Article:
EU claims Apple Pay restrictions and closed iOS ecosystem harm competition

Apple is faced with the possibility of another fine after anti-trust regulators from the European Commission accused the company of excluding competitors from using its iOS mobile wallet technology.

The European Commission said on Monday that it has sent a statement of objections to Apple, detailing its preliminary view that the company abused its dominant position to benefit its own payment solution, Apple Pay, and as a result, distorted competition.

The statement of objections as sent to Apple does not, however, indicate the outcome of the investigation.

European Commission executive vice-president Margrethe Vestager claimed in a press conference that Apple’s anti-competitive practices date back to 2015, when Apple Pay was first launched.

“Apple has built a closed ecosystem around its devices and its operating system, iOS. And Apple controls the gates to this ecosystem, setting the rules of the game for anyone who wants to reach consumers using Apple devices,” said Vestager.

“Mobile payments play a rapidly growing role in our digital economy. It is important for the integration of European Payments markets that consumers benefit from a competitive and innovative payments landscape.”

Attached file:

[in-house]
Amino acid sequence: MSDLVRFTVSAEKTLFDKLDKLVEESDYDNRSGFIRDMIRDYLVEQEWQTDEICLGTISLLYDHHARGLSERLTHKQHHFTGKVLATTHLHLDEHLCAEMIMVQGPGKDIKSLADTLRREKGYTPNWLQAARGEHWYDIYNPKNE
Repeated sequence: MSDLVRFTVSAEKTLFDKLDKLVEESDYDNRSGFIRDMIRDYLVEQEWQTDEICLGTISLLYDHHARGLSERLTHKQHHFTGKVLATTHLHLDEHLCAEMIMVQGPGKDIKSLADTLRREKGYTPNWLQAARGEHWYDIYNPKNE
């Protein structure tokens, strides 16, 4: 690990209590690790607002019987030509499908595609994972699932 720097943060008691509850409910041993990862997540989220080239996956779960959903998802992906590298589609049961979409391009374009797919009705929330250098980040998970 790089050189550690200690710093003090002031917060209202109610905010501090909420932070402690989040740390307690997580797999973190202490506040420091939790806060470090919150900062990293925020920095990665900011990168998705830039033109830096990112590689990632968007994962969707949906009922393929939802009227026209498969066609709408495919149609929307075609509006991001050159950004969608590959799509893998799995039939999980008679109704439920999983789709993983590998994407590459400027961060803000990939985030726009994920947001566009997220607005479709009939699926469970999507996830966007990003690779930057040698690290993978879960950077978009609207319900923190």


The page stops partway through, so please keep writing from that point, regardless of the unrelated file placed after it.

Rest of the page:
Vestager went on to claim that the investigation into Apple will likely inform future applications of the Digital Markets Act.

“It will set a precedent with regard to the analysis of the security concerns, and a recipe for effective and proportionate access to NFC for mobile payments,” Vestager added.

The European Union agreed to the Digital Markets Act in March, with EU lawyers still in the process of finalizing how the laws will operate.

Once complete, the details of the Digital Markets Act will be made publicly available and sent through to the EU Parliament and Council for approval. Once approved, the Act will go into effect 20 days after its publication and its rules would apply six months after.

The EU investigation follows on from several recent controversies involving Apple. In February this year, Apple’s attempt to resolve its dating app dispute with the Netherlands’ consumer watchdog fell short, resulting in a fine of €20 million.

Whilst in March last year, the São Paulo state consumer rights foundation, Procon-SP, fined Apple 10.5 million reais ($1.9 million) for not selling power charger adapters with new smartphones.

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